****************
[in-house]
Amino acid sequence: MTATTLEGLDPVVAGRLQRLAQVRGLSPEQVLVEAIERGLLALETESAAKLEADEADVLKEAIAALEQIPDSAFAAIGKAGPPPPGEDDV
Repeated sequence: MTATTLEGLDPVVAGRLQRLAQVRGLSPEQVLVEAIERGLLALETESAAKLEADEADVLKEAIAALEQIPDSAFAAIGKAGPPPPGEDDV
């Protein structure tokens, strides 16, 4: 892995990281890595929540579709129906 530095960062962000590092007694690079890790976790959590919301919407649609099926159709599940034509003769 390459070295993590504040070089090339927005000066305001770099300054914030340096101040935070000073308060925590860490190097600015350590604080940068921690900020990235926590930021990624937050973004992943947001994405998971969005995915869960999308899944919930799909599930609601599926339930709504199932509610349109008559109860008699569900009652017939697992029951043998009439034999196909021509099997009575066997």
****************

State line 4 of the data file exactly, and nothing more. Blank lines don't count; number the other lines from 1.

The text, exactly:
């Protein structure tokens, strides 16, 4: 892995990281890595929540579709129906 530095960062962000590092007694690079890790976790959590919301919407649609099926159709599940034509003769 390459070295993590504040070089090339927005000066305001770099300054914030340096101040935070000073308060925590860490190097600015350590604080940068921690900020990235926590930021990624937050973004992943947001994405998971969005995915869960999308899944919930799909599930609601599926339930709504199932509610349109008559109860008699569900009652017939697992029951043998009439034999196909021509099997009575066997």